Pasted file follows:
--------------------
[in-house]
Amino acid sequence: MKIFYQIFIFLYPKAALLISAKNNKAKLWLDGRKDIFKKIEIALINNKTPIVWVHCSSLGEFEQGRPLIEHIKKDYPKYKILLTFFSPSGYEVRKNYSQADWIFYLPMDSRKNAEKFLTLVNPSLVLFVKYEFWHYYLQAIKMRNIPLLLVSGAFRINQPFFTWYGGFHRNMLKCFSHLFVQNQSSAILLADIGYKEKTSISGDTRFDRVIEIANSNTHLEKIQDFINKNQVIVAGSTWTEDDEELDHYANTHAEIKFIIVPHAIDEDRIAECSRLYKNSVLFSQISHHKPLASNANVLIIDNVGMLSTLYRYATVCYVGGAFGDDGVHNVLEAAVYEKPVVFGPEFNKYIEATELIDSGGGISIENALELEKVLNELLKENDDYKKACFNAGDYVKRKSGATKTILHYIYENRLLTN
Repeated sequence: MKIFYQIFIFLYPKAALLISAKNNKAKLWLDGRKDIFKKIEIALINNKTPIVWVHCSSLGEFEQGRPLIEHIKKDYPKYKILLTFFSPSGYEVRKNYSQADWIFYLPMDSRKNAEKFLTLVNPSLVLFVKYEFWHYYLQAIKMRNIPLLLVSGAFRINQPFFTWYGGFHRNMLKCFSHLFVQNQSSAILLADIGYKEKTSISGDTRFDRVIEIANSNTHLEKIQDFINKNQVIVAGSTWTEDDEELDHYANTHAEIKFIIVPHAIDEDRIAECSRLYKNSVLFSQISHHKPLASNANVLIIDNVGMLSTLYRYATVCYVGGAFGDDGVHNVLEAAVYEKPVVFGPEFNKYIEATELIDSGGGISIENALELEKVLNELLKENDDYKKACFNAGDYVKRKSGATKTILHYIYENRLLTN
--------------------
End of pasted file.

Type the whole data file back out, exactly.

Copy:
[in-house]
Amino acid sequence: MKIFYQIFIFLYPKAALLISAKNNKAKLWLDGRKDIFKKIEIALINNKTPIVWVHCSSLGEFEQGRPLIEHIKKDYPKYKILLTFFSPSGYEVRKNYSQADWIFYLPMDSRKNAEKFLTLVNPSLVLFVKYEFWHYYLQAIKMRNIPLLLVSGAFRINQPFFTWYGGFHRNMLKCFSHLFVQNQSSAILLADIGYKEKTSISGDTRFDRVIEIANSNTHLEKIQDFINKNQVIVAGSTWTEDDEELDHYANTHAEIKFIIVPHAIDEDRIAECSRLYKNSVLFSQISHHKPLASNANVLIIDNVGMLSTLYRYATVCYVGGAFGDDGVHNVLEAAVYEKPVVFGPEFNKYIEATELIDSGGGISIENALELEKVLNELLKENDDYKKACFNAGDYVKRKSGATKTILHYIYENRLLTN
Repeated sequence: MKIFYQIFIFLYPKAALLISAKNNKAKLWLDGRKDIFKKIEIALINNKTPIVWVHCSSLGEFEQGRPLIEHIKKDYPKYKILLTFFSPSGYEVRKNYSQADWIFYLPMDSRKNAEKFLTLVNPSLVLFVKYEFWHYYLQAIKMRNIPLLLVSGAFRINQPFFTWYGGFHRNMLKCFSHLFVQNQSSAILLADIGYKEKTSISGDTRFDRVIEIANSNTHLEKIQDFINKNQVIVAGSTWTEDDEELDHYANTHAEIKFIIVPHAIDEDRIAECSRLYKNSVLFSQISHHKPLASNANVLIIDNVGMLSTLYRYATVCYVGGAFGDDGVHNVLEAAVYEKPVVFGPEFNKYIEATELIDSGGGISIENALELEKVLNELLKENDDYKKACFNAGDYVKRKSGATKTILHYIYENRLLTN